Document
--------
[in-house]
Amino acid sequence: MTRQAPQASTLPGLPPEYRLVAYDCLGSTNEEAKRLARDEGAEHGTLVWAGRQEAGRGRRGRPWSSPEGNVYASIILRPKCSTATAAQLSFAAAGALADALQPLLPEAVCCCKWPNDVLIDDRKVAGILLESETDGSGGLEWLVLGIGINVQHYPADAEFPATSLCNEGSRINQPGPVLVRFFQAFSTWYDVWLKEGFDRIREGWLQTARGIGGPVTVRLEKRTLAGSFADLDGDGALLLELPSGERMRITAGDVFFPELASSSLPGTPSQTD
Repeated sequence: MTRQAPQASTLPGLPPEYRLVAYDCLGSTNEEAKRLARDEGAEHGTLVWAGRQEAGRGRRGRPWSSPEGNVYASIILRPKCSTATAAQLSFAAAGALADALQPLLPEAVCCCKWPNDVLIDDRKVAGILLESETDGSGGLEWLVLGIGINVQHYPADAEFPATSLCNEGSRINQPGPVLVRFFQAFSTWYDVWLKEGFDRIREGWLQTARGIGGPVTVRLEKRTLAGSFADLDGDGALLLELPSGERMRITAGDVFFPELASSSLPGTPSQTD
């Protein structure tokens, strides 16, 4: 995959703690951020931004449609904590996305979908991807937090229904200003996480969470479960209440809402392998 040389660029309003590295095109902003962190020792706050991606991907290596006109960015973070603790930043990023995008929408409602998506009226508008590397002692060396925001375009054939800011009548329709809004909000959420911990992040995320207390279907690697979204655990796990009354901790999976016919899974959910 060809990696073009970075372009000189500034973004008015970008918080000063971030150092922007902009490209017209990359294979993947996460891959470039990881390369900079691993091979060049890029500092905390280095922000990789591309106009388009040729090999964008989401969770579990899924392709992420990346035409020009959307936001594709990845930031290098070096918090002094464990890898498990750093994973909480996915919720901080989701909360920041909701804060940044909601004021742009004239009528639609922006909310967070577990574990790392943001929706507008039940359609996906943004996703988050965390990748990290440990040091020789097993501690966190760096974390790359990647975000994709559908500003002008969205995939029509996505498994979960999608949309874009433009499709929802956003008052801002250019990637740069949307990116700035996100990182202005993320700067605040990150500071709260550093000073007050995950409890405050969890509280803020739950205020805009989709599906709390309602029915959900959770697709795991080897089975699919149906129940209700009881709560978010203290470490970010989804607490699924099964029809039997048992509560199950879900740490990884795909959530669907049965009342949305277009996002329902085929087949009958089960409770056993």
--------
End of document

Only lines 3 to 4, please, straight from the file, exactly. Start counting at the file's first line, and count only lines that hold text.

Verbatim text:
Repeated sequence: MTRQAPQASTLPGLPPEYRLVAYDCLGSTNEEAKRLARDEGAEHGTLVWAGRQEAGRGRRGRPWSSPEGNVYASIILRPKCSTATAAQLSFAAAGALADALQPLLPEAVCCCKWPNDVLIDDRKVAGILLESETDGSGGLEWLVLGIGINVQHYPADAEFPATSLCNEGSRINQPGPVLVRFFQAFSTWYDVWLKEGFDRIREGWLQTARGIGGPVTVRLEKRTLAGSFADLDGDGALLLELPSGERMRITAGDVFFPELASSSLPGTPSQTD
């Protein structure tokens, strides 16, 4: 995959703690951020931004449609904590996305979908991807937090229904200003996480969470479960209440809402392998 040389660029309003590295095109902003962190020792706050991606991907290596006109960015973070603790930043990023995008929408409602998506009226508008590397002692060396925001375009054939800011009548329709809004909000959420911990992040995320207390279907690697979204655990796990009354901790999976016919899974959910 060809990696073009970075372009000189500034973004008015970008918080000063971030150092922007902009490209017209990359294979993947996460891959470039990881390369900079691993091979060049890029500092905390280095922000990789591309106009388009040729090999964008989401969770579990899924392709992420990346035409020009959307936001594709990845930031290098070096918090002094464990890898498990750093994973909480996915919720901080989701909360920041909701804060940044909601004021742009004239009528639609922006909310967070577990574990790392943001929706507008039940359609996906943004996703988050965390990748990290440990040091020789097993501690966190760096974390790359990647975000994709559908500003002008969205995939029509996505498994979960999608949309874009433009499709929802956003008052801002250019990637740069949307990116700035996100990182202005993320700067605040990150500071709260550093000073007050995950409890405050969890509280803020739950205020805009989709599906709390309602029915959900959770697709795991080897089975699919149906129940209700009881709560978010203290470490970010989804607490699924099964029809039997048992509560199950879900740490990884795909959530669907049965009342949305277009996002329902085929087949009958089960409770056993």